On Friday 13th January I counted myself very lucky to have attended Transcamp at Channel 4’s headquarers in London, a social innovation camp organised by On Road Media to come up with ideas to improve media coverage and awareness of trans people in the UK.
It was the first social innovation camp I’d attended so I was very excited and a little unsure of what to expect. The day started gently enough, with a some much-needed coffee and a little ice-breaker exercise to get everyone talking to each other. I got chatting to Alex Drummond (AKA @grrlalex on twitter), who’s brilliantly tongue-in-cheek youtube videos highlighting transgender issues I’d been watching the previous day. Anyone looking to read about transgender issues would do well to start with Alex’s book GrrlAlex: A Personal Journey to a Transgender Identity, the first chapter of which is available to download as a PDF.
Then we were shepherded into the cinema for an introduction to the day ahead of us and the issues we’d be working together to address. As this was a social innovation camp, we were set to be split into teams concentrating on children, families, media, community and comedy. But before we got started we were presented with an overview of 5 problems faced by the transgender community that we would be looking to address.
They were eye-opening, to say the least. Susi Green, Chairperson of the charity Mermaids, told of how her GP could offer no help or support after her young son had told her, “God has made a mistake.” Ayla Holdom said newspaper coverage of her decision to transition seemed to question her right to exist. We watched a stream of comedy clips ridiculing transgender people.
From there it was time for the groups to get together and get our heads down with brainstorming the issues, articulating what we felt was the nub of the problem and devising an effective, workable soltion. No mean feat when we had just under 7 hours to do it! Our Community Reporting group was looking to address the question: ‘Can we find a constructive way of galvanising the trans community to report on transphobia in the media in a way that can be acted upon?’ The group was small but well formed with a wide variety of skills from Helen Belcher of Trans Media Watch, Software Engineer Rachel Lawson, writer Roz Kaveney, Social Entrepreneur Katherine Hibbert and Social Innovator and Developer Cassie Robinson.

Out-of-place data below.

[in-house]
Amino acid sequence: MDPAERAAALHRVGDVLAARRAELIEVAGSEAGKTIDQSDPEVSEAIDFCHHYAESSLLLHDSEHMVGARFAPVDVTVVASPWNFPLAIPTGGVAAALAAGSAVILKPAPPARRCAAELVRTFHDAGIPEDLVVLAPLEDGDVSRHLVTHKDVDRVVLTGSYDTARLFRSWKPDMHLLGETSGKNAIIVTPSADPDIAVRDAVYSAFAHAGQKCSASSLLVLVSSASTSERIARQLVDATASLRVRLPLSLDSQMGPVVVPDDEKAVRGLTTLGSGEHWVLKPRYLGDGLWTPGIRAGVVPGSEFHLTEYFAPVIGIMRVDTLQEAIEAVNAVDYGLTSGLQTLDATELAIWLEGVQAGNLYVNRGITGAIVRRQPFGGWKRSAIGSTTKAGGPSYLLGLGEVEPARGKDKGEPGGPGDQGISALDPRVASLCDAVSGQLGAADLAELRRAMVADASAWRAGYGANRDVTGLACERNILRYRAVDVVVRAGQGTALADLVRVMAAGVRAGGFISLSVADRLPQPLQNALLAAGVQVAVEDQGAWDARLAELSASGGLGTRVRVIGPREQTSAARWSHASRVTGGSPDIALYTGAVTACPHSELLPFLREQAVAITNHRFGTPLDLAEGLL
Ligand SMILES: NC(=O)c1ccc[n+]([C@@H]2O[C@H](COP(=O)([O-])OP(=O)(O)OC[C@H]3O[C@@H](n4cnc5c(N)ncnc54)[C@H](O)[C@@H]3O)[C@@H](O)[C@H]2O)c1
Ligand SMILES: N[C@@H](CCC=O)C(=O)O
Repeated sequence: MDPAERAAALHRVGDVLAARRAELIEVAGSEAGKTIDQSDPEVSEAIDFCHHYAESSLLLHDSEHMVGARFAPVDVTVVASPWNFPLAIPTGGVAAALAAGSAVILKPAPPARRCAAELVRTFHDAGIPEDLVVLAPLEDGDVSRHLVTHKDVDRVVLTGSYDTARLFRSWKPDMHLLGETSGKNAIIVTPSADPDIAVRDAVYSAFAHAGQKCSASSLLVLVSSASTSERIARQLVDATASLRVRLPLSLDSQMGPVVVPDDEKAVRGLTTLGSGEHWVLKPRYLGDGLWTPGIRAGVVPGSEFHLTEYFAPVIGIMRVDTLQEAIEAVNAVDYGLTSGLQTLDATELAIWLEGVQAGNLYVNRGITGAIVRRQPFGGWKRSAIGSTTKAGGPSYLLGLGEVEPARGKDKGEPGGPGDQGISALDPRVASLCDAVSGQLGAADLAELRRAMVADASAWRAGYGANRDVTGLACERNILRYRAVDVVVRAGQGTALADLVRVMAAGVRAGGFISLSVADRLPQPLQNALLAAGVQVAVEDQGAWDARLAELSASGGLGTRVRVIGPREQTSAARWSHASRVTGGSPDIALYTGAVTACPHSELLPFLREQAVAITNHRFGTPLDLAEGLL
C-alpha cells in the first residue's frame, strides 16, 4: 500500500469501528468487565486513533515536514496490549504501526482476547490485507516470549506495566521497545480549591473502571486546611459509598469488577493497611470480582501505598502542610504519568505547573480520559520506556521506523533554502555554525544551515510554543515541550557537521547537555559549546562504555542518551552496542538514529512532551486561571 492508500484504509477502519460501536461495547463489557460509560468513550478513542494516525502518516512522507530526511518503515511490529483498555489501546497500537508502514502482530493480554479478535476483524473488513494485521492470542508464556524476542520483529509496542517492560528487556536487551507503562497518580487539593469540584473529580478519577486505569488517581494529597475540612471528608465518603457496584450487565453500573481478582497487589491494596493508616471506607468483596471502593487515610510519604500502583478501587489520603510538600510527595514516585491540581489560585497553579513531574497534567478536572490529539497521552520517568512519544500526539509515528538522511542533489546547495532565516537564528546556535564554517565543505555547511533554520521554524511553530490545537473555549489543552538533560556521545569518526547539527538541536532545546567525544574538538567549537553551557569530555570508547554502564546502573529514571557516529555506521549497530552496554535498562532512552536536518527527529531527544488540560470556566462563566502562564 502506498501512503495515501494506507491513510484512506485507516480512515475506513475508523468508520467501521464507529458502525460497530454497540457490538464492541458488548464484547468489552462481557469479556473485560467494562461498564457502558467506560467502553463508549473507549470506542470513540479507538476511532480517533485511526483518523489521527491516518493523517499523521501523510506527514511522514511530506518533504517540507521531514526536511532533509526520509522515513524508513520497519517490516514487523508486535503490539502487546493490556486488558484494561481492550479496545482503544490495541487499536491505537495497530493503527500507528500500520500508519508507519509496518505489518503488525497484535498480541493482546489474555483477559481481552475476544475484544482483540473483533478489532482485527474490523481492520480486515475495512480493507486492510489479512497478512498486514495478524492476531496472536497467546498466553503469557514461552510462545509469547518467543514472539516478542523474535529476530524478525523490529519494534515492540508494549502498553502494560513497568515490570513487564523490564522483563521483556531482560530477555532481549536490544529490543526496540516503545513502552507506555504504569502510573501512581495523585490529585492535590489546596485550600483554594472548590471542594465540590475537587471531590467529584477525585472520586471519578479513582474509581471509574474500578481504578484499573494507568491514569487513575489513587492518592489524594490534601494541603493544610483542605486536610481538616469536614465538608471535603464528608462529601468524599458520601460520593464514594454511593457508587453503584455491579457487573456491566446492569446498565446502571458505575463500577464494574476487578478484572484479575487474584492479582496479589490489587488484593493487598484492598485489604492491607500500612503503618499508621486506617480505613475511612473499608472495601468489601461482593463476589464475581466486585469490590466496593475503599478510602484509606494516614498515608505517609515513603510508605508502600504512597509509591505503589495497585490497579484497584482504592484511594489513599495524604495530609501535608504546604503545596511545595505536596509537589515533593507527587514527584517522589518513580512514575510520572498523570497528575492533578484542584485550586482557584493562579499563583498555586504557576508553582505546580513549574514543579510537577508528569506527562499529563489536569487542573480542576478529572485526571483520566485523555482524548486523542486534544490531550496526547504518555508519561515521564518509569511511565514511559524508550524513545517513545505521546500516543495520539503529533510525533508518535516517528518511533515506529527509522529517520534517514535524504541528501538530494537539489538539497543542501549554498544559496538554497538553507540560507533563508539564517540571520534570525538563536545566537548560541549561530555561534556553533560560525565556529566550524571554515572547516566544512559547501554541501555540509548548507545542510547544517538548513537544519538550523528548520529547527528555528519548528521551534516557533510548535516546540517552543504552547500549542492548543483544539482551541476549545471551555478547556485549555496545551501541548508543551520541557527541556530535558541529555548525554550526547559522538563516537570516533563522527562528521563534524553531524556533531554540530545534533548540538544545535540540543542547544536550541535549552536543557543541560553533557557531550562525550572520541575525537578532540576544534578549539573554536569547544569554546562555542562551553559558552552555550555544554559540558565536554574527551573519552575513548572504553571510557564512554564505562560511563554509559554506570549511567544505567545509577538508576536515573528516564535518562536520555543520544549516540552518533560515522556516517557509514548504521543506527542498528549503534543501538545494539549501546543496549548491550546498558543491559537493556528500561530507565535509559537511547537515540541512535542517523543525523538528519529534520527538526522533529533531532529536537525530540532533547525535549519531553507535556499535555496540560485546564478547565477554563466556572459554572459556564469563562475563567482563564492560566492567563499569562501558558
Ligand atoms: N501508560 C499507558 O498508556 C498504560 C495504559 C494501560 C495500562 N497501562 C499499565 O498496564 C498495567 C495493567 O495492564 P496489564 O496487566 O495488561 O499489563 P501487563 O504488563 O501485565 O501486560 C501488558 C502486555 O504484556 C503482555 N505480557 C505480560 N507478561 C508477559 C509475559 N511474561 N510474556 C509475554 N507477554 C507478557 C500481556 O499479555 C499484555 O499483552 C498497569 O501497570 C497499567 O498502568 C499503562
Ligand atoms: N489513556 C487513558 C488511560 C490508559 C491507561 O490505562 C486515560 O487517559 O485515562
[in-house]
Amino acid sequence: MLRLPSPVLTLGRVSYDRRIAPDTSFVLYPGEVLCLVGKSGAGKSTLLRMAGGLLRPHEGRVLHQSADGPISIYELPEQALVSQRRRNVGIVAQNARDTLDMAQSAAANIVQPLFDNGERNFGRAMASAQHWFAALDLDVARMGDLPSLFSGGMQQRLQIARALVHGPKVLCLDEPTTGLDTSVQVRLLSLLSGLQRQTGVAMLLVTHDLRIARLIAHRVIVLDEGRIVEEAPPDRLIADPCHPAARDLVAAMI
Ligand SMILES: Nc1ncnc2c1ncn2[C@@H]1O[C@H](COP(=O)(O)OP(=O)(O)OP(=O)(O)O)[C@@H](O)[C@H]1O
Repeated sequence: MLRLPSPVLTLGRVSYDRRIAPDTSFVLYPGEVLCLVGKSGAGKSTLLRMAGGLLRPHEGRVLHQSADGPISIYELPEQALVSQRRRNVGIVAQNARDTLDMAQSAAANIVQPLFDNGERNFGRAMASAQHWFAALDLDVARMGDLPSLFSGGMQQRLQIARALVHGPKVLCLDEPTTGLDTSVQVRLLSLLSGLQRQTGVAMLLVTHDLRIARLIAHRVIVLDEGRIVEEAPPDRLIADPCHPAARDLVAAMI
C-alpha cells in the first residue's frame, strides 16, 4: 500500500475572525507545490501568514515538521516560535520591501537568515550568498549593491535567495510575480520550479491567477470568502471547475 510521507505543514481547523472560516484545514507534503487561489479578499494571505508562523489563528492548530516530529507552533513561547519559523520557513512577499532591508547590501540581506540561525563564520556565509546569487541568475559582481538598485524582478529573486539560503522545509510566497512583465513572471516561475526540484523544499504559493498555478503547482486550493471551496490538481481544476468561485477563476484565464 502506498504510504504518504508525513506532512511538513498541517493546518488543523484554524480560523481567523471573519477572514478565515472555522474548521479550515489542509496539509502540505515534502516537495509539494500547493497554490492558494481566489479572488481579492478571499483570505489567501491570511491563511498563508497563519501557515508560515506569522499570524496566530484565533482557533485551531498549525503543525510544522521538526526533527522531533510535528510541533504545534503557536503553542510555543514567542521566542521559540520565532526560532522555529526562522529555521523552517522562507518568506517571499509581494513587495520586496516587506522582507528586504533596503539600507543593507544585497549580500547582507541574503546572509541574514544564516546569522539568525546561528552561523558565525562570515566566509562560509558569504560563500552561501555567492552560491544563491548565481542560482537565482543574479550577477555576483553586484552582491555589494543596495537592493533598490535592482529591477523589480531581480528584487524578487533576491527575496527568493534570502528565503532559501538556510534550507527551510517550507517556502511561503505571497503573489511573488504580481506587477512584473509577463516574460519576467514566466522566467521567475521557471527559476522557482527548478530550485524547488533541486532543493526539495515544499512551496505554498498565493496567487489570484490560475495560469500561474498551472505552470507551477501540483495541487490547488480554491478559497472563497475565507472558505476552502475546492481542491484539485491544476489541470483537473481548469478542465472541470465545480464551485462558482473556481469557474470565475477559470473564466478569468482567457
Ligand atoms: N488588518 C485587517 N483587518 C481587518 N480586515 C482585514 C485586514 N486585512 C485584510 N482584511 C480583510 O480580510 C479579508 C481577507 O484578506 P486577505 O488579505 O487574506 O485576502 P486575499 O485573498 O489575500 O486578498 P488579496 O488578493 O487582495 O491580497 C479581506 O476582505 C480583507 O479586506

But before we got cracking with brainstorming ideas we first had to explore and articulate the problem. For our group, this seemed to be the most time-consuming part of the process. We spent the morning discussing issues around media portrayals of the transgender community the community’s differing reactions to these, which sometimes resulted in friction and a lack of shared understanding. Roz created a diagram of intersecting circles showing how news stories featuring trans people invariably classified them as fraudulent, deceitful, whores, etc. and/or with erasure – failing to acknowledge their transition and constantly reffering to their previous identities.